Primary failure:A primary failure is the first detectable signal that a defect exists. For example, if you are dealing with equipment the first detectable signal a component is failing could be a vibration signature that exposes a bearing fault frequency.
Secondary failure:If the same bearing as above fails catastrophically all the additional damage incurred is considered secondary failure. When the bearing that was identified in the primary state fails catastrophically the shaft will drop from lack of support causing shaft and housing damage. The shaft and housing damage did not have to occur, but did. Therefore it is considered secondary failure. Secondary failure is most often a result of not taking action on items exposed from the predictive maintenance technologies exception reports. When the primary bearing defect is exposed, the fate of the component can only be imminent failure. Whether secondary damage occurs, is up to the management since they control when the repairs take place. Unfortunately, the first usual response to a high priority defect is “will it make it to the next shutdown?” Then the premise of condition based maintenance has been at best diluted or at worst ignored.
Taking the predictive maintenance job to the next step:No one cares more about making a correct defect call than the Reliability technician. Whether it is a defect discovered using vibration, ultrasonic, infrared, or any other of the numerous predictive maintenance technologies available, the Reliability technician wants to confirm it was a valid diagnosis. What normally happens is the Reliability technician will wait for the components of the diagnosed defect’s to be removed and retrieve it for examination. When confirmed as a valid call, the component is normally saved as a trophy of sorts. This is understandable as the technician is proud of the fact the call produced a defect that could be corrected before secondary damage could occur. It should only make sense they would have the most interest in finding the solution. With some additional basic knowledge they could determine how the defect materialized. With basic fracture pattern knowledge, technician’s would be able to identify the failure mechanism by reading a fractured component’s surface. To determine if a part failed due to fatigue or overload is a great step toward knowledge and/or solution because the two failure mechanisms only can occur under conditions specific to each mechanism. As an example, let’s say a shaft failed and the technician can determine it is due to fatigue. Let’s further say he or she can also determine the fatigue was due to misalignment. The technician can show proof both by reading the vibration signature and by reading the failed shaft’s surface.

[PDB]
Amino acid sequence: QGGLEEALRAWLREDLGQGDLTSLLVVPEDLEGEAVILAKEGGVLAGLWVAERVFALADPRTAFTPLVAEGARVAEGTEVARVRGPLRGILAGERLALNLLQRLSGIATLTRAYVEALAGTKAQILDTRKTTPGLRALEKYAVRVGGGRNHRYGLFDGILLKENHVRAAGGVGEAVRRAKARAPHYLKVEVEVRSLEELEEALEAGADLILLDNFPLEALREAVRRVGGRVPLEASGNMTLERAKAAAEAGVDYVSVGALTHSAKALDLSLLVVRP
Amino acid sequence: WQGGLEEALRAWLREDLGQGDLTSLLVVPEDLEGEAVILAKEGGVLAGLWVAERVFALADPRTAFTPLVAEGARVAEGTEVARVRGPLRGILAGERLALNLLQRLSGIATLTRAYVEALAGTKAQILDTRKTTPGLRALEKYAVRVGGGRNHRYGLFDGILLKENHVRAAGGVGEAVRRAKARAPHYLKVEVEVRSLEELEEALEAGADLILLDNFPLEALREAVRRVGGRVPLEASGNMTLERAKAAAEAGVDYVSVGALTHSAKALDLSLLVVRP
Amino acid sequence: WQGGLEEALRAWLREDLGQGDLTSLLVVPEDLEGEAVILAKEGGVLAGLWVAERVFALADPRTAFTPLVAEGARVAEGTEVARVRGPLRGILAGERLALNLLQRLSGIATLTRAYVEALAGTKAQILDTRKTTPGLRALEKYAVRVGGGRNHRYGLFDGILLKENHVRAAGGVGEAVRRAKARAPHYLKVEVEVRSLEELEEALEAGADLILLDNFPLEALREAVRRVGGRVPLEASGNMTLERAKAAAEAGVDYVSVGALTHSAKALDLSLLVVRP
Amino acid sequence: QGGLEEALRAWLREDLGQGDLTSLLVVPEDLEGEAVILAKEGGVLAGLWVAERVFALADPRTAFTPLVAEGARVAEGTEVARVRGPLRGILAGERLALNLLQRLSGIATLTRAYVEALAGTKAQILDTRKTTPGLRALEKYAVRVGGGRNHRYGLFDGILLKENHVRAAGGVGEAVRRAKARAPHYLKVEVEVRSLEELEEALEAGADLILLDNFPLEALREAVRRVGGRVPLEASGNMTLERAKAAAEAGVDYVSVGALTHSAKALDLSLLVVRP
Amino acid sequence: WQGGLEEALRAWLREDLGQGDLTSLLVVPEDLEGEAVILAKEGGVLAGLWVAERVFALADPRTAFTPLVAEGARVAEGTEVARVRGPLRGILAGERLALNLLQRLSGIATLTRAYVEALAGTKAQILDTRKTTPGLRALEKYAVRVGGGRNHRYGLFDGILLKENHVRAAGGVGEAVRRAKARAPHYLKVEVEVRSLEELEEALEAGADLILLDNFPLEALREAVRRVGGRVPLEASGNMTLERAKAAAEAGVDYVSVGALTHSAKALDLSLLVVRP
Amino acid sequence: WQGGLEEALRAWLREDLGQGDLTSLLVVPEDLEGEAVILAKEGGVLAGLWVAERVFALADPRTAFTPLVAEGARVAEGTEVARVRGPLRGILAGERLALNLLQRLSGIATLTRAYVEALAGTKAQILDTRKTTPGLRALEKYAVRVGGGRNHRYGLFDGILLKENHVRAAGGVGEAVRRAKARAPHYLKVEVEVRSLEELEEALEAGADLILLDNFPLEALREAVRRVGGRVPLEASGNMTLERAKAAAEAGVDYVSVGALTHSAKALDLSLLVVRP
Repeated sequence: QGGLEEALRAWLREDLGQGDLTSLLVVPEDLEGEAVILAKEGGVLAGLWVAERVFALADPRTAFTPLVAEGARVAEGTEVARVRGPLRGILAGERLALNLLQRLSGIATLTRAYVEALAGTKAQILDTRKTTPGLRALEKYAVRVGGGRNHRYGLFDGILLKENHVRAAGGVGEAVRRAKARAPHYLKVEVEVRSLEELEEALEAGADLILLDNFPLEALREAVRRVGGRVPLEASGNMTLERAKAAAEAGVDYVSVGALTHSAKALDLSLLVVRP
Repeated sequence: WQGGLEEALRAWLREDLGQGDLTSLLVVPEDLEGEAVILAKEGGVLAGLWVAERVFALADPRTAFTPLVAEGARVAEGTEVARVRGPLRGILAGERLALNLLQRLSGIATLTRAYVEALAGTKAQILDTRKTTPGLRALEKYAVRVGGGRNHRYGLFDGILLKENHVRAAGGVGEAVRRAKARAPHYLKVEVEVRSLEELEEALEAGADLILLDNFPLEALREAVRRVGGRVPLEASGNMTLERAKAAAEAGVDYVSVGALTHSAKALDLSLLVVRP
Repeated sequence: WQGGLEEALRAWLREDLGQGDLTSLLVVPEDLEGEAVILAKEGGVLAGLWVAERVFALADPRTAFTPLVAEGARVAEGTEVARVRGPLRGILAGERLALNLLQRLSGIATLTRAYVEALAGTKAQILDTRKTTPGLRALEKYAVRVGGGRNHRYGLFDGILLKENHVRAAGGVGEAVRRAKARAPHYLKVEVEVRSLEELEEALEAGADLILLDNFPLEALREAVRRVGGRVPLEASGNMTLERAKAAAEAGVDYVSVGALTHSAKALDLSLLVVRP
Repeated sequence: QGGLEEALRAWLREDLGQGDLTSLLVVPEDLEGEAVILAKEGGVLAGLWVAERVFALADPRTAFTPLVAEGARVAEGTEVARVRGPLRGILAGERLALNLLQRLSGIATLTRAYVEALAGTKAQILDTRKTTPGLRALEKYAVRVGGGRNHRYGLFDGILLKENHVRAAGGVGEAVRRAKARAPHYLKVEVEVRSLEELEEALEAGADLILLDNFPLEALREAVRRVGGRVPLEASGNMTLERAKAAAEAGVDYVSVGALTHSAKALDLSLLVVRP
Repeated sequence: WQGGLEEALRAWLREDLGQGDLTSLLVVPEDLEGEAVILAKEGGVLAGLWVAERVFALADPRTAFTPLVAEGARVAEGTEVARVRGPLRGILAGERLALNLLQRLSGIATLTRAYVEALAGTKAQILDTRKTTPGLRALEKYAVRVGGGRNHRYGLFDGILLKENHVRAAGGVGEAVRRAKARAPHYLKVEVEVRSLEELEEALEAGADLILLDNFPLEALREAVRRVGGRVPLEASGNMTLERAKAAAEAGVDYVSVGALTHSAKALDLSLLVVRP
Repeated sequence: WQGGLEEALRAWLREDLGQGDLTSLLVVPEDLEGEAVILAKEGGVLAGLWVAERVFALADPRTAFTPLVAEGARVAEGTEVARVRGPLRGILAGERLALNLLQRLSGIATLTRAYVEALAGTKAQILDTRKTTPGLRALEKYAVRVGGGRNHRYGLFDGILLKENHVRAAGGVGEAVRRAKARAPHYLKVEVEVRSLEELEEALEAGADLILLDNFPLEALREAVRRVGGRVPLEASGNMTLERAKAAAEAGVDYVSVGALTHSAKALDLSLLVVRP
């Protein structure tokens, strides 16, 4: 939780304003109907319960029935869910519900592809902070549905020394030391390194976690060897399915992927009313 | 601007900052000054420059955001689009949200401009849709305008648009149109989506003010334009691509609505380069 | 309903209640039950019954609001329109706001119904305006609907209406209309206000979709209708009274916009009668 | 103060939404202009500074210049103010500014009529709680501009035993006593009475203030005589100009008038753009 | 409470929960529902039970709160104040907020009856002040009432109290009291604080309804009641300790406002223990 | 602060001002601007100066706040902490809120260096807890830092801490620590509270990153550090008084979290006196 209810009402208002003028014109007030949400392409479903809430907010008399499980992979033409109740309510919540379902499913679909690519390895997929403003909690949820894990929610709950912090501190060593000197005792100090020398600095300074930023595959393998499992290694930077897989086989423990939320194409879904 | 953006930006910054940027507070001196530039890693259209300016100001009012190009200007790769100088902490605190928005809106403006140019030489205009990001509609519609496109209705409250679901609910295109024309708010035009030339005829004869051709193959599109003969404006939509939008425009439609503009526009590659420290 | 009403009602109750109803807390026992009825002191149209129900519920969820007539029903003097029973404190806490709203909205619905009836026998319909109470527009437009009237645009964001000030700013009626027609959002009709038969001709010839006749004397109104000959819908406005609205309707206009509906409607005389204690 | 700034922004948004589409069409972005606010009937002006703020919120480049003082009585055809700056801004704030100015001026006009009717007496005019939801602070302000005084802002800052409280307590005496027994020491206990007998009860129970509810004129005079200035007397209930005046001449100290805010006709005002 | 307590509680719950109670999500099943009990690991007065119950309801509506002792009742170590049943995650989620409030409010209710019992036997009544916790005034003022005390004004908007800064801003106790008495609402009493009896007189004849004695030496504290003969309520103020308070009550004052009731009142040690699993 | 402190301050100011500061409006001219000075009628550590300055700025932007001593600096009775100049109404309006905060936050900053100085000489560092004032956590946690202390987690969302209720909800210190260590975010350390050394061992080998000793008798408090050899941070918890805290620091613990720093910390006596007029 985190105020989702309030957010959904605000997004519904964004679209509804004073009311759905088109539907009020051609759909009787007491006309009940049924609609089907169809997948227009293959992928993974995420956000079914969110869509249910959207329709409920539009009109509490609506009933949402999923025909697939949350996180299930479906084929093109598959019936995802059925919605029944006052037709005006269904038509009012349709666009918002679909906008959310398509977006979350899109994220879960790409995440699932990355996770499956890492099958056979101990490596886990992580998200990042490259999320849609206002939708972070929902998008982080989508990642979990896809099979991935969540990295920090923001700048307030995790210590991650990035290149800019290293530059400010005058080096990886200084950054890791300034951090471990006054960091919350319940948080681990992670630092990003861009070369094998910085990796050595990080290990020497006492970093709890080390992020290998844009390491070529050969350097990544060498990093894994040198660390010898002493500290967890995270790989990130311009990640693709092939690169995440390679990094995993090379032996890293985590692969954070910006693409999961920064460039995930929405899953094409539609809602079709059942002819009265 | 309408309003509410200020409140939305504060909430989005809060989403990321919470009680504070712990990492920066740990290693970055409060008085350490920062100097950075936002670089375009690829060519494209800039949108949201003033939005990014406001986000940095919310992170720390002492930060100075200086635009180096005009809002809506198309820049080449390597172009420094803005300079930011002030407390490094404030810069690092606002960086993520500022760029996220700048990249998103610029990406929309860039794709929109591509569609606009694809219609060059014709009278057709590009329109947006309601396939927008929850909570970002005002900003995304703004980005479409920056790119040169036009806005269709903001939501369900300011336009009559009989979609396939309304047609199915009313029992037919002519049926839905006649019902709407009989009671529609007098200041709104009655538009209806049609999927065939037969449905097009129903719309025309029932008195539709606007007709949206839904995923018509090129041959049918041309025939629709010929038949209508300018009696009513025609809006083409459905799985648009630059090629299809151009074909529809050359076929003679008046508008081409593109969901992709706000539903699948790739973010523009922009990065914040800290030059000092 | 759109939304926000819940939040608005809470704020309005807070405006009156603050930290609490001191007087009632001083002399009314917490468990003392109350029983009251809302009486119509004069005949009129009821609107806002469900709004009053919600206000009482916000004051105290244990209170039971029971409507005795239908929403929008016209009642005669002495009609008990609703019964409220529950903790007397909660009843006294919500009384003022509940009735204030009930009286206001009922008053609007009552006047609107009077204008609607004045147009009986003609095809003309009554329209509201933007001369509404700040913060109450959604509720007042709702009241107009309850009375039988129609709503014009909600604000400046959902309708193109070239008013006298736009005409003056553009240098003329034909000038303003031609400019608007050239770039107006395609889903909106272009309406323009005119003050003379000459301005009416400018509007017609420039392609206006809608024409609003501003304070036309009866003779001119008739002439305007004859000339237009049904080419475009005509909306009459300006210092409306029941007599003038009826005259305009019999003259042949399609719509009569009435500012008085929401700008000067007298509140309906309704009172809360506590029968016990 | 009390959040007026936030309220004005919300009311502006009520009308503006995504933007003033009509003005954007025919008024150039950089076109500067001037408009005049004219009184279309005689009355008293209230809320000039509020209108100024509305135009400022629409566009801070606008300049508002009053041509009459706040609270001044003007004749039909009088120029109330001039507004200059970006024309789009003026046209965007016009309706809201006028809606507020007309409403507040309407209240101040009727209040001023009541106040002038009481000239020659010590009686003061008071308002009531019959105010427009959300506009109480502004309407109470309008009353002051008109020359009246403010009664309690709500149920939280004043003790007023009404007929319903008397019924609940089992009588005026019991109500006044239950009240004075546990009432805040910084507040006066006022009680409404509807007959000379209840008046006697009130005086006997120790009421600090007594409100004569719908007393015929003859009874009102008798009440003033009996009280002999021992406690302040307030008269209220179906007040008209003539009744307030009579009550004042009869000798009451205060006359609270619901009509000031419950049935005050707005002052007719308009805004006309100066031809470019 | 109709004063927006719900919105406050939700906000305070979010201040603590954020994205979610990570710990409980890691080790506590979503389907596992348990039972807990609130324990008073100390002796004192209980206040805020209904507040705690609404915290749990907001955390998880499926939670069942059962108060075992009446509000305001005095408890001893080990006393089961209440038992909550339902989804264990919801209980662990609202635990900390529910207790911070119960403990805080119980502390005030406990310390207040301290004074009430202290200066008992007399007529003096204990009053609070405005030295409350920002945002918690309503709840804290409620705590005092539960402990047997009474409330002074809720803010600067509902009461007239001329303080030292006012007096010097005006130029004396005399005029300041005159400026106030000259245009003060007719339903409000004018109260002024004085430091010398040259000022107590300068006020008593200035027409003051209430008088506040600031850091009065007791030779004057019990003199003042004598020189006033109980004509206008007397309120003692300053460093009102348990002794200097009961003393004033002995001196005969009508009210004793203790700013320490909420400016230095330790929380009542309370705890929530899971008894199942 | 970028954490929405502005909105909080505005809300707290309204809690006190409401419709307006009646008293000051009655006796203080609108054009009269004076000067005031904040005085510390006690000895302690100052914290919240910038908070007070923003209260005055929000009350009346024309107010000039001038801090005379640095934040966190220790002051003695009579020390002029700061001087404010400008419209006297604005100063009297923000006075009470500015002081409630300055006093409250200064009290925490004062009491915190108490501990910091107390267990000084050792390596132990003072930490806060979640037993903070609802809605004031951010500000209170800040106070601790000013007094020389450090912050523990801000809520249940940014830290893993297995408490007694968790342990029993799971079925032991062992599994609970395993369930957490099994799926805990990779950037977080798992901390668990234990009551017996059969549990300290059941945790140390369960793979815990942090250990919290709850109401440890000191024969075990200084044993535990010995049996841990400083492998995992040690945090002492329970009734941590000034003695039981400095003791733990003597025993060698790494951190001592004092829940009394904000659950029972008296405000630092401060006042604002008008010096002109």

What is there to gain from this?
- Predictive Maintenance Technicians that truly understand failure mechanisms and how they occur.
- Solutions and corrections in the field that last longer because they are based on verified knowledge.
- Higher level of documentation accuracy on work order closeout.
- Technicians that participate from a higher level of knowledge on root cause analysis teams.
- Higher morale because of value-added input.
- Higher overall equipment Reliability.